Florida Farmer Testimonial: I Think Trade is Probably Our Biggest Issue

Clint Thompson Trade

By Clint Thompson

The constant influx of foreign imports on top of Florida vegetables has impacted one producer in how he farms.

Chuck Obern with C&B Farms, located south of Clewiston, has discontinued planting certain vegetables he has grown for years. He produced peppers and eggplant for 30 years. But he couldn’t compete with rising imports, so he stopped.

Photo from Sunbelt Expo: Shows Chuck Obern.

“I used to grow a lot of peppers and eggplant, but I pretty much stopped growing them, because I couldn’t compete with Mexico,” Obern said.

It’s the grim reality facing Southeast producers who are trying to produce a crop and be sustainable into the future.

Americans Will Decide

“Americans are going to have to decide, are they going to import the food that we eat or are they going to allow us to grow the food here in the United States? Eventually Americans are going to have to decide,” Obern said, “55% of fresh produce, fruits and vegetables, consumed in the United States currently is imported. We saw what happened during the pandemic with China controlling 95% of the drugs. Everybody needs drugs, I get it. For sure, everybody has to eat.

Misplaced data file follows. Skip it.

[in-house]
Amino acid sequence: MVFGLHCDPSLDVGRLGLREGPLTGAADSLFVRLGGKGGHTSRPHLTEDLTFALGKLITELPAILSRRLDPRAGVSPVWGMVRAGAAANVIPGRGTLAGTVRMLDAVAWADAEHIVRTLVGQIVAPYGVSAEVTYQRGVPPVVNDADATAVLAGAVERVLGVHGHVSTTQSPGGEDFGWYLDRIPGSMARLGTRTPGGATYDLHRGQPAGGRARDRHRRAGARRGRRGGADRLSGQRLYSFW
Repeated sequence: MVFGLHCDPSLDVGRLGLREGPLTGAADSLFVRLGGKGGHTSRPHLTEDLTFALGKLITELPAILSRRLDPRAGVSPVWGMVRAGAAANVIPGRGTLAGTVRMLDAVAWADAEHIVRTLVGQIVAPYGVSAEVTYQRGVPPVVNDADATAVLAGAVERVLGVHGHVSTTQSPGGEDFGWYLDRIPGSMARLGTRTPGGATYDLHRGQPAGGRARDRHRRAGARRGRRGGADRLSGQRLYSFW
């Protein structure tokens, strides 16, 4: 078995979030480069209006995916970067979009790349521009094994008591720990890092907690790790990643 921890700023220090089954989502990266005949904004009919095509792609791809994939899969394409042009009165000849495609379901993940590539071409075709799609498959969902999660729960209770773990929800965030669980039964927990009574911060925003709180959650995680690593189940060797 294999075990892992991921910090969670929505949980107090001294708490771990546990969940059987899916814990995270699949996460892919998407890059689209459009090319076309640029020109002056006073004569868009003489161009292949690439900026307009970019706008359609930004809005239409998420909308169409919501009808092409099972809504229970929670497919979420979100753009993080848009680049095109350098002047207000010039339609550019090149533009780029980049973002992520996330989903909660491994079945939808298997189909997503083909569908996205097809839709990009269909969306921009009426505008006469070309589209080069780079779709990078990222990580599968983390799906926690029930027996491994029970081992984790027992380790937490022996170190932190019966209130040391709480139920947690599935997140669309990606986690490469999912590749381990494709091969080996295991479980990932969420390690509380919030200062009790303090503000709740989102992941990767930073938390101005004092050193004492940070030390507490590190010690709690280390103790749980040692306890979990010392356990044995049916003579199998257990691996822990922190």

“It’s all about economics. For example, I grow a lot of cilantros. I can buy Mexican-grown cilantro year-round in Texas for $8 for bunch 60s. My break-even cost is over $14. What are you going to do? You’re either going to have start buying Mexican cilantro or we’re going to have to get some sort of relief as a farm.”

Other Challenges

Trade is just one variable that’s challenging growers like Obern. With the current inflation comes higher input costs producers have to manage. And that’s if you can order the inputs and receive them in a timely fashion

“I think trade’s probably our biggest issue and right behind that is all of our costs; fertilizer costs, all of the input costs have gone way up. Just getting plastic mulch and certain things, it is not just how much it costs but just getting it,” Obern said. “We have to order way ahead of time. We have to anticipate, the same with boxes and tags, all the supplies that we use.

“You have to give up eight weeks advanced notice to get things manufactured for you.”

It’s part of the ever-changing world that consumes specialty crop producers. Another factor is how Obern markets his products; transitioning from bigger markets like New York and Boston and selling directly to chain stores.

“We’ve had to change our marketing methodology to be able to survive. Unfortunately, a lot of people have not been able to survive. There used to be hundreds of farmers in our area. Now you can count them on two hands,” Obern said.

Sponsored Content